“Attorney General Kamala Harris has been an extraordinary leader in the protection of children who have come alone to the U.S. in search of safety. She has showed compassion, a commitment to justice and fairness, and a creativity that is key to addressing the great needs of these children who are fleeing pervasive violence in Central America from which their governments cannot protect them,” said Wendy Young, President of KIND (Kids in Need of Defense).  “Through Attorney General Harris’s continuing efforts, many more children in Los Angeles will have attorneys to help them make their case for U.S. protection and be saved from being returned to danger. KIND is thrilled to be part of this vital effort.”

“Gibson Dunn feels honored to have had the opportunity to join California Attorney General Kamala Harris in addressing the humanitarian crisis posed by the thousands of unaccompanied children from Central America entering our country in search of safety, security and a chance at a future,” said Katie Marquart, Director of Pro Bono at Gibson Dunn.  “We have taken many of these children on as our pro bono clients over the last several years.  Each child has a unique story to tell, and our attorneys have appreciated the chance to help our clients tell their stories.   We are proud to stand with the California Attorney General, our colleagues and these children.”

“Thousands of Central American children traveling alone as well as entire families continue fleeing an epidemic of violence in El Salvador, Guatemala and Honduras.  Many of these refugees are arriving in Los Angeles and face the daunting prospect of appearing in immigration court alone to navigate our complex immigration system,” said Judy London, Directing Attorney, Immigrants’ Rights Project, Public Counsel. “Public Counsel applauds the efforts of California Attorney General Kamala Harris to address this humanitarian crisis by working to insure that every child before an immigration court has counsel.  We are proud that California’s Attorney General is galvanizing the legal community to stand up for vulnerable refugees.”

In response to tens of thousands of children fleeing horrific violence and poverty in 2014, Attorney General Harris led an innovative, multi-sector response that secured millions of dollars and over 10,000 hours in pro bono work to close the legal services gap for unaccompanied children across the state.  Last year, Attorney General Harris also sponsored legislation signed by Governor Brown that provided $3 million to qualified non-profits to provide legal services for unaccompanied minors.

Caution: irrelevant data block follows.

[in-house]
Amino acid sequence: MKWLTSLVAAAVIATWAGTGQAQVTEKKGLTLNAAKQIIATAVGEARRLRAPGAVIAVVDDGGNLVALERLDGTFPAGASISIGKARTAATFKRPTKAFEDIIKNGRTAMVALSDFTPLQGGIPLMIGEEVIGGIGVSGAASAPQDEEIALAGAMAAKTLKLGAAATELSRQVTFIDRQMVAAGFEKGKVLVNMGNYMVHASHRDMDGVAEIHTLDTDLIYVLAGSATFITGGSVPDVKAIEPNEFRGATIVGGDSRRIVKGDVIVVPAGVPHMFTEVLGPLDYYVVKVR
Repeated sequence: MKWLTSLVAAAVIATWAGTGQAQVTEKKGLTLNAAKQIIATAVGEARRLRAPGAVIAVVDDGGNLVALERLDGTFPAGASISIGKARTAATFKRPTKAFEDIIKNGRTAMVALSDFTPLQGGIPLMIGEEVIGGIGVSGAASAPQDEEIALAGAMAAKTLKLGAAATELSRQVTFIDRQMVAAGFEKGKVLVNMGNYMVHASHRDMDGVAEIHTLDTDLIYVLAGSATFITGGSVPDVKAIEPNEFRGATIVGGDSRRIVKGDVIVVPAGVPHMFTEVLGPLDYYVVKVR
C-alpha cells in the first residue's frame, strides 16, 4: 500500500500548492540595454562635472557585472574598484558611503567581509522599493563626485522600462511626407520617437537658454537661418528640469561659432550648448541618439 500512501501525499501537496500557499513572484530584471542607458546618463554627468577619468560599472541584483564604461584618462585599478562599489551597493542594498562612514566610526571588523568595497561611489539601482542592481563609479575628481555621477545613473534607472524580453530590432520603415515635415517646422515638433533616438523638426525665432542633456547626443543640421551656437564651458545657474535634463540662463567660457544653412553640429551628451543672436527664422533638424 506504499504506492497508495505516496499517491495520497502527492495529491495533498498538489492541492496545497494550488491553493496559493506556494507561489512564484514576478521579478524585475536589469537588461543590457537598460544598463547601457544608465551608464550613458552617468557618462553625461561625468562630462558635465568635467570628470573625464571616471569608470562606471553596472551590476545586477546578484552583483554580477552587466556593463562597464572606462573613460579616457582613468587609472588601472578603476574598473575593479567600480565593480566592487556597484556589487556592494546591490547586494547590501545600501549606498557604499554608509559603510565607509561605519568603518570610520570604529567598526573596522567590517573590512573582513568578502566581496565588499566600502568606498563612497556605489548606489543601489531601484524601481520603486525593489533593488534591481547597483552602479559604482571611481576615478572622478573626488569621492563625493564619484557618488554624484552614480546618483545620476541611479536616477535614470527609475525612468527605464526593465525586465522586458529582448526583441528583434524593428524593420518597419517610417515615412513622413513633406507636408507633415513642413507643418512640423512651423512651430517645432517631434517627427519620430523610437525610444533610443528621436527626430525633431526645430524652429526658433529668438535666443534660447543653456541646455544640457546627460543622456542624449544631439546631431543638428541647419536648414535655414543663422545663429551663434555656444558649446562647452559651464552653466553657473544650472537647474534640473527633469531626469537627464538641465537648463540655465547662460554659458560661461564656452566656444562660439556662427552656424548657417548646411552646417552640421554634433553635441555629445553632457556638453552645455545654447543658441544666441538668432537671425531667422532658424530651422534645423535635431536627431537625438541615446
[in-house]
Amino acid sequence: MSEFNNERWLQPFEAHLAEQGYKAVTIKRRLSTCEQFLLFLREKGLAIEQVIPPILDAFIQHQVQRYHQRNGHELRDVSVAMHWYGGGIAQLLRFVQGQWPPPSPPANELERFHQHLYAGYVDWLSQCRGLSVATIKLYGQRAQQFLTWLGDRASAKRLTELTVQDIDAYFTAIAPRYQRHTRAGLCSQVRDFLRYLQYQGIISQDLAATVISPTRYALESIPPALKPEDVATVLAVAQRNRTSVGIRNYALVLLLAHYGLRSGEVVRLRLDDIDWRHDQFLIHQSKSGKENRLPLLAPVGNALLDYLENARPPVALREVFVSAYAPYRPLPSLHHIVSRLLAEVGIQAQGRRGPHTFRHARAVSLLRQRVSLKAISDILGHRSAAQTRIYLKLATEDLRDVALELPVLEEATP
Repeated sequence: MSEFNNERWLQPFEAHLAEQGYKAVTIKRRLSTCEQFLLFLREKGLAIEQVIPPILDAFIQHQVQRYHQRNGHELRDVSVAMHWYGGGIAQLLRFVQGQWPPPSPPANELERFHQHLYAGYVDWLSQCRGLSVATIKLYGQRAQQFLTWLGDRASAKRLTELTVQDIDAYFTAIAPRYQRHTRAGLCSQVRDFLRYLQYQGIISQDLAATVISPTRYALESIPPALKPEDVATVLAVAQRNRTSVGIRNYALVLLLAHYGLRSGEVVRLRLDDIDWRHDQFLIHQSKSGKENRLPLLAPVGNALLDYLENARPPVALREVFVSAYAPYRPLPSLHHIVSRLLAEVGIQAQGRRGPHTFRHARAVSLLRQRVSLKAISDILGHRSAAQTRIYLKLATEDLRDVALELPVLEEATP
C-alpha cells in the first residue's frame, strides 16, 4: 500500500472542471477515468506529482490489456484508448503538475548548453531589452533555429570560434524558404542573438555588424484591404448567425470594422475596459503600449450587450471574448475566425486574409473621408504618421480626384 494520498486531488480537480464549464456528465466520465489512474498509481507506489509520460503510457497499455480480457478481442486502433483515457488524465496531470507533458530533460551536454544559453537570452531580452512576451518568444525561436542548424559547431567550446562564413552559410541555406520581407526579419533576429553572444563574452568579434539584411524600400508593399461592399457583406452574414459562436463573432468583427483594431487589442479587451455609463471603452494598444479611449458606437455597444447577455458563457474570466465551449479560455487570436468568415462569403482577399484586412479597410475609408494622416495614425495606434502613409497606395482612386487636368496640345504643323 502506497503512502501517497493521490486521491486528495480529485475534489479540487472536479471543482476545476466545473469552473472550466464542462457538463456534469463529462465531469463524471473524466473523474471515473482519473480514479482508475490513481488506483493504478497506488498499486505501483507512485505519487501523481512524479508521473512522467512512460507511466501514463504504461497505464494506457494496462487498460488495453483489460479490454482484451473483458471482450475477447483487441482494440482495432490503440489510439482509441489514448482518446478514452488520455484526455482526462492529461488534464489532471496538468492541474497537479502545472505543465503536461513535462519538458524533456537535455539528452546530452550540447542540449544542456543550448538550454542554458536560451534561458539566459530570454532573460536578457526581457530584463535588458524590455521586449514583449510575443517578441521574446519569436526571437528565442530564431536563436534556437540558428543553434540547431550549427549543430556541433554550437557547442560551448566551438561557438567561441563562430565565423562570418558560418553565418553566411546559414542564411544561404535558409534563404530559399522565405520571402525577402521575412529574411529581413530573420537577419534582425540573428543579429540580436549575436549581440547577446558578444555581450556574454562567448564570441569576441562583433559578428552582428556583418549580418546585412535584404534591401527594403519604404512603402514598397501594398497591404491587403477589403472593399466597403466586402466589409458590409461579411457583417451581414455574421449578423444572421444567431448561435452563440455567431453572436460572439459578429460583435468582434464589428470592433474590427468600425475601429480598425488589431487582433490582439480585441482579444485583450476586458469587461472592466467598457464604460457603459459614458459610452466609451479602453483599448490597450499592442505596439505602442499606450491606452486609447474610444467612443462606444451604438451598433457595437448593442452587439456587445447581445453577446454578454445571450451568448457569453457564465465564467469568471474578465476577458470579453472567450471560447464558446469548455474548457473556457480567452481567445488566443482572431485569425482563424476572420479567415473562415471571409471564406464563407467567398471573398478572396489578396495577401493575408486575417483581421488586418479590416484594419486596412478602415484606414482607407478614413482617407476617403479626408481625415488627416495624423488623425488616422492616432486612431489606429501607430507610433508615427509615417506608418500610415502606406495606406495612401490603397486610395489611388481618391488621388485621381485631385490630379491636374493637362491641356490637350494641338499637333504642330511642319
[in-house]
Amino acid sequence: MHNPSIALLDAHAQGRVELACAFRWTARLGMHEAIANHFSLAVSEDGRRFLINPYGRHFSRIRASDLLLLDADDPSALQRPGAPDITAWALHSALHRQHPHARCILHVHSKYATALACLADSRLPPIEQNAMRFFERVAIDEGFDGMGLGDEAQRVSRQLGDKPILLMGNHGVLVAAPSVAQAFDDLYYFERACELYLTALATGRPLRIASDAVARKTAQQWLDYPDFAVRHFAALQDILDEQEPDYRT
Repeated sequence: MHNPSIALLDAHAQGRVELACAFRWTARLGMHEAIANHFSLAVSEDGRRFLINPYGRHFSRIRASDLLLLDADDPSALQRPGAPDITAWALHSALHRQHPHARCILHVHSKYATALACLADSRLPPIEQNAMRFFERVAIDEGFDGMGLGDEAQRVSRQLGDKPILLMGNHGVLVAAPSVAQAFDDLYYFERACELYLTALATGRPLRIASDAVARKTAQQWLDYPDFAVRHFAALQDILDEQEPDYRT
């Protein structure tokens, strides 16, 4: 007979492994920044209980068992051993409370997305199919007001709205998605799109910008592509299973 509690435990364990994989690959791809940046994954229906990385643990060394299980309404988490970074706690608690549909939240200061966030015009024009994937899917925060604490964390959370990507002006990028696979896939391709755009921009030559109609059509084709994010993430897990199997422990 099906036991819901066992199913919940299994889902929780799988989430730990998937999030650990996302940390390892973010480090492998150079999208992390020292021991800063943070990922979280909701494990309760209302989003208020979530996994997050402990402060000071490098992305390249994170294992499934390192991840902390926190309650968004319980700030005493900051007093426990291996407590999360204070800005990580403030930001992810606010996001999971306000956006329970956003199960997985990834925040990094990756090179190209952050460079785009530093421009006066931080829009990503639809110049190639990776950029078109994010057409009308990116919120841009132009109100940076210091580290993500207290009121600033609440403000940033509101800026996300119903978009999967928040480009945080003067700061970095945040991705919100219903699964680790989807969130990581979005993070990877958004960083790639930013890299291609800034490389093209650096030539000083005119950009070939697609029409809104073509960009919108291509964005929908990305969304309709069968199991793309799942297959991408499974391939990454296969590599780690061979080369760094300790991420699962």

At today’s reconvening, legal service providers and California law firms committed new resources, including pro bono counsel, to close the legal services gap and assist children and their families in immigration-related proceedings in federal and state courts.

Over the last year, Attorney General Harris has also issued consumer alerts and hosted a number of forums across California to provide immigrants and their families accurate information about President Obama’s immigration-related executive actions and tips to avoid predatory scams that delay and, in some instances jeopardize immigration relief.

Attorney General Kamala D. Harris Announces Support for Senator Mark Leno’s Bill to Protect Children From E-Cigarettes

August 27, 2015
Contact: (916) 210-6000, agpressoffice@doj.ca.gov

SACRAMENTO -- Attorney General Kamala D. Harris today announced her support for SBX2 5, legislation authored by Senator Mark Leno to protect children and youth from the harmful effects of electronic cigarettes.  The bill ensures that e-cigarettes are included in existing laws that prevent underage smoking and mandate smoke-free spaces by explicitly defining them as “tobacco products,” in addition to requiring child-resistant packaging.

“Protecting children from a life of nicotine addiction is essential to good public health and smart fiscal policy,” said Attorney General Harris.  “I thank Senator Leno for his leadership on this issue and urge the Legislature to approve this important legislation.”

SBX2 5 will include e-cigarettes in California’s Smoke-Free Act, which prohibits smoking at workplaces, schools, daycares, restaurants, bars, hospitals and on public transportation. The legislation will also make sure e-cigarettes are covered under the 1994 Stop Tobacco Access to Kids Enforcement (STAKE) Act, which has successfully reduced illegal sales of cigarettes to children.  Tobacco use in California is responsible for $13.29 billion in health costs each year.

Attorney General Harris earlier this year launched a first-of-its-kind Bureau of Children’s Justice, with the aim of bringing together the California Department of Justice’s criminal and civil law enforcement tools to hold those who prey on children accountable, help shape and implement policies that help children, and work with a range of stakeholders to better support kids.  More info on the Bureau is available here: https://oag.ca.gov/bcj.

Diverse Legislators, National and State Advocates for Children Applaud Launch of Bureau of Children’s Justice by Attorney General Kamala D. Harris

February 18, 2015
Contact: (916) 210-6000, agpressoffice@doj.ca.gov

LOS ANGELES— Last Thursday, Attorney General Kamala D. Harris announced the formation of the Bureau of Children’s Justice within the California Department of Justice.  The Bureau will increase support for vulnerable children, work with stakeholders to improve policies affecting children, and enforce California’s civil and criminal laws with respect to California’s foster care, adoption, and juvenile justice systems; discrimination and inequities in education; California’s elementary school truancy crisis; human trafficking of vulnerable youth; and childhood trauma and exposure to violence.